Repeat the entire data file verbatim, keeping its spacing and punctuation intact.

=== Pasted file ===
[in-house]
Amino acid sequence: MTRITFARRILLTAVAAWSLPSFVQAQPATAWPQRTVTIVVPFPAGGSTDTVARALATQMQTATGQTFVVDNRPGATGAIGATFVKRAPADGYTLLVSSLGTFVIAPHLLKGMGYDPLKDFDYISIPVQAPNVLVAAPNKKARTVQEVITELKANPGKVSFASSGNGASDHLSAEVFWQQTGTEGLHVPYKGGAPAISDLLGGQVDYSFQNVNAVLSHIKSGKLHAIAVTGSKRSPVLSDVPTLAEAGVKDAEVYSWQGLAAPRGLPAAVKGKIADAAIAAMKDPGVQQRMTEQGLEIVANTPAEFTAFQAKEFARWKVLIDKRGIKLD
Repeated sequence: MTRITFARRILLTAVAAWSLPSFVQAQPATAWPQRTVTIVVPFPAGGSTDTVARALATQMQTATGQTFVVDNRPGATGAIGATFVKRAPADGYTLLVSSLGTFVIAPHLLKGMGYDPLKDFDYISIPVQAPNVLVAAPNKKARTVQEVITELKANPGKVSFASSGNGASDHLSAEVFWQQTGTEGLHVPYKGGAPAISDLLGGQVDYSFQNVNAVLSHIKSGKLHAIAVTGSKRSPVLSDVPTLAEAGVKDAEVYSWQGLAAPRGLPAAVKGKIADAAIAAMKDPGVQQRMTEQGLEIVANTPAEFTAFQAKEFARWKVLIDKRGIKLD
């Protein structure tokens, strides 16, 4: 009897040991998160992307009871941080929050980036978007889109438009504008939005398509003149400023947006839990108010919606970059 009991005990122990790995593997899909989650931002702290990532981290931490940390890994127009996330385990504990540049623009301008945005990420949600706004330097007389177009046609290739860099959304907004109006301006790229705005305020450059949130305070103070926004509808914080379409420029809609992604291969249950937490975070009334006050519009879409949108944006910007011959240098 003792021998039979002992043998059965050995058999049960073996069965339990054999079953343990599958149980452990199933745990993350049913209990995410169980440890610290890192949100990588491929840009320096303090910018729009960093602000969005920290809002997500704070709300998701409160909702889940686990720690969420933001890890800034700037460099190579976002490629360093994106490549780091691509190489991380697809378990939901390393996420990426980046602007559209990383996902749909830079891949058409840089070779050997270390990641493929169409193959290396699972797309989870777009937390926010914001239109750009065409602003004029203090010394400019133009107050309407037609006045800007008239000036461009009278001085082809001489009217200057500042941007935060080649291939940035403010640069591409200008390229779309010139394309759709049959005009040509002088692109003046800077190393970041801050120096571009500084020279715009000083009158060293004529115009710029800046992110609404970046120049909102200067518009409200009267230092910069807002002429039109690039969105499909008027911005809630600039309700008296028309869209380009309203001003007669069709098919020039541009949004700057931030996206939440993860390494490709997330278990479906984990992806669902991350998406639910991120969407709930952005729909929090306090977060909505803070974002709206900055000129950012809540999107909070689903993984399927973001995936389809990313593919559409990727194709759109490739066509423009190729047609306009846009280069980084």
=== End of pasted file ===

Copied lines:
[in-house]
Amino acid sequence: MTRITFARRILLTAVAAWSLPSFVQAQPATAWPQRTVTIVVPFPAGGSTDTVARALATQMQTATGQTFVVDNRPGATGAIGATFVKRAPADGYTLLVSSLGTFVIAPHLLKGMGYDPLKDFDYISIPVQAPNVLVAAPNKKARTVQEVITELKANPGKVSFASSGNGASDHLSAEVFWQQTGTEGLHVPYKGGAPAISDLLGGQVDYSFQNVNAVLSHIKSGKLHAIAVTGSKRSPVLSDVPTLAEAGVKDAEVYSWQGLAAPRGLPAAVKGKIADAAIAAMKDPGVQQRMTEQGLEIVANTPAEFTAFQAKEFARWKVLIDKRGIKLD
Repeated sequence: MTRITFARRILLTAVAAWSLPSFVQAQPATAWPQRTVTIVVPFPAGGSTDTVARALATQMQTATGQTFVVDNRPGATGAIGATFVKRAPADGYTLLVSSLGTFVIAPHLLKGMGYDPLKDFDYISIPVQAPNVLVAAPNKKARTVQEVITELKANPGKVSFASSGNGASDHLSAEVFWQQTGTEGLHVPYKGGAPAISDLLGGQVDYSFQNVNAVLSHIKSGKLHAIAVTGSKRSPVLSDVPTLAEAGVKDAEVYSWQGLAAPRGLPAAVKGKIADAAIAAMKDPGVQQRMTEQGLEIVANTPAEFTAFQAKEFARWKVLIDKRGIKLD
């Protein structure tokens, strides 16, 4: 009897040991998160992307009871941080929050980036978007889109438009504008939005398509003149400023947006839990108010919606970059 009991005990122990790995593997899909989650931002702290990532981290931490940390890994127009996330385990504990540049623009301008945005990420949600706004330097007389177009046609290739860099959304907004109006301006790229705005305020450059949130305070103070926004509808914080379409420029809609992604291969249950937490975070009334006050519009879409949108944006910007011959240098 003792021998039979002992043998059965050995058999049960073996069965339990054999079953343990599958149980452990199933745990993350049913209990995410169980440890610290890192949100990588491929840009320096303090910018729009960093602000969005920290809002997500704070709300998701409160909702889940686990720690969420933001890890800034700037460099190579976002490629360093994106490549780091691509190489991380697809378990939901390393996420990426980046602007559209990383996902749909830079891949058409840089070779050997270390990641493929169409193959290396699972797309989870777009937390926010914001239109750009065409602003004029203090010394400019133009107050309407037609006045800007008239000036461009009278001085082809001489009217200057500042941007935060080649291939940035403010640069591409200008390229779309010139394309759709049959005009040509002088692109003046800077190393970041801050120096571009500084020279715009000083009158060293004529115009710029800046992110609404970046120049909102200067518009409200009267230092910069807002002429039109690039969105499909008027911005809630600039309700008296028309869209380009309203001003007669069709098919020039541009949004700057931030996206939440993860390494490709997330278990479906984990992806669902991350998406639910991120969407709930952005729909929090306090977060909505803070974002709206900055000129950012809540999107909070689903993984399927973001995936389809990313593919559409990727194709759109490739066509423009190729047609306009846009280069980084």